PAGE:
An endless supply of loaves

Do you have a supply of yeast in your prepper’s cabinet for making your own bread? Nothing better than a homemade loaf of bread. What if you are running out?

Baker’s Yeast is sold in lb. packages or envelopes. It’s good to have on hand for scratch loaves of bread, but if you have a sourdough starter you are set for life. Before yeast was commercially grown and sold in packages, people would capture “wild yeasts” from the air to make raised cakes and bread.
It’s more likely that some of the yeast comes from your hands and the grains in the flour itself, so don’t go all sterile and cleaning crazy before you make starter and bread. (Note: I’m not responsible for any resulting gastrointestinal distress -use good judgement)

You can also ‘make’ yeast from scratch

Potato Sourdough Starter

Ingredients:

3 medium potatoes, peeled and cubed
4 cups water, for boiling
2-1/4 tsp (1 pkg) active dry yeast
1 cup warm water
1 cup bread flour
1/3 cup sugar
1-1/2 tbsp salt
Preparation:

Peel and cube 3 potatoes. Boil potatoes in 4 cups of water until soft.

You’ll be using both the potato water and the potatoes in the starter. Drain the liquid off into a large bowl. Mash the potatoes and add mashed potatoes to the liquid. Stir and set aside until lukewarm.

After the liquid potatoes are slightly warm, stir in yeast and warm water.

Mix in the remaining ingredients.

Cover bowl with clean kitchen cloth {or cheesecloth} and let set for 24 hours at room temperature.

Pour starter into large jar or jars, cover, and store in the refrigerator.

Use starter as called for in sourdough recipes. 1 cup of potato sourdough starter can be used in place of 1 package active dry yeast.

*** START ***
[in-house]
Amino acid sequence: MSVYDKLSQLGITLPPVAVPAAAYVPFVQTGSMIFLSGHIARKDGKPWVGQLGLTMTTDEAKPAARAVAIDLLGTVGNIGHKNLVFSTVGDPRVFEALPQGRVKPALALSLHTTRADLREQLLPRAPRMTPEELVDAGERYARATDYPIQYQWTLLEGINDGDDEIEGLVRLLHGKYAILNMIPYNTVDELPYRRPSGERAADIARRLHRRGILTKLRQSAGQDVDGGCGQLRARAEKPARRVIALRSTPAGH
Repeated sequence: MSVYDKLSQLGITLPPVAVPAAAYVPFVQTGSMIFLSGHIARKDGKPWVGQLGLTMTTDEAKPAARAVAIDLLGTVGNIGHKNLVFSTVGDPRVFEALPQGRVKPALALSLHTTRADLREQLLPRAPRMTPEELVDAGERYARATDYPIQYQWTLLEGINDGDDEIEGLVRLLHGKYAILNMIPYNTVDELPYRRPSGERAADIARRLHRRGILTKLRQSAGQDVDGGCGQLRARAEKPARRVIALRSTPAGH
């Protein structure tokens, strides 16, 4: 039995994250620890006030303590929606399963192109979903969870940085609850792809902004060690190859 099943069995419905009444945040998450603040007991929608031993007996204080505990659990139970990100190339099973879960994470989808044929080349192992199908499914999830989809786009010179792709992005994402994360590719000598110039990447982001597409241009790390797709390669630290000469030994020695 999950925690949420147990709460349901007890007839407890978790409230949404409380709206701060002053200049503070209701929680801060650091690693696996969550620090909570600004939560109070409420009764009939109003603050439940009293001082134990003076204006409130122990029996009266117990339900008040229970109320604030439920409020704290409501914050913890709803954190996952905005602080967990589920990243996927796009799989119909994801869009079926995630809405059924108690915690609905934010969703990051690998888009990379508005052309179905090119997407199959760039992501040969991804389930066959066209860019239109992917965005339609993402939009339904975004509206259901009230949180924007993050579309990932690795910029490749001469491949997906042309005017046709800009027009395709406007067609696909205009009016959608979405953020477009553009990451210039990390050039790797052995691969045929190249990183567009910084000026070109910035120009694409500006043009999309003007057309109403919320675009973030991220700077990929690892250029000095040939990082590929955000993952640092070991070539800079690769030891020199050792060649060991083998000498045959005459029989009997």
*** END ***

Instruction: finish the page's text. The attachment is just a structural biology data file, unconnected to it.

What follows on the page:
Use the starter up within 2 weeks. At the end of two weeks, make a new starter from scratch or follow the starter directions above, replacing the dry yeast with 1 cup of leftover starter.

You can also buy a premade starter here

There are other sourdough starters that don’t call for potatoes, you can try a few to find one that suits your tastes.
I use a small crock about flower pot size to start the starter in. If it is successful, you might have overflow, so don’t fill to the top. Keep it in a warmish place to get it going. Lidded plastic ice cream containers work well for frig storage.

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5 Responses to An endless supply of loaves

  1. serfer62 says:

    For bread baking soda works just as well, stores forever and is cheap.

    Boiled potatoes cooled will forment a yeast, varible, but yeast. Makes good sour dough. Just replace the flour.

  2. Notamobster says:

    I’m quite certain that I don’t have to tell an industrious lot, such as yourselves, the most important use for yeast which man has ever contrived?

    Yes, bakers yeast will work. It won’t taste as good, but it’ll work.

  3. R.D. Walker says:

    One small packet of baker’s yeast ($0.35) will do as much to keep your septic system active as a bottle of more expensive treatment.

  4. Notamobster says:

    Well that definitely won’t taste as good!
    ;-)

  5. Jim22 says:

    I have been keeping a sourdough starter for quite a few years. I don’t think it makes much difference how or where you get a starter but there are a few important things I have learned over the years. They are:

    1. Use it frequently or it will spoil. For that reason I have started making sourdough pancakes every Sunday. We share them with friends and family. It has become a reason to get together once a week.

    2. Keep your starter in a non-metallic jar with a non-metallic lid. I use a pint mason jar with a plastic lid.

    3. Using it, especially making bread, takes forethought. For pancakes I start the batter the night before. For bread you should start it earlier so the yeast has time to multiply. Bread dough made with sourdough starter takes a lot longer to rise than if made with packaged yeast.

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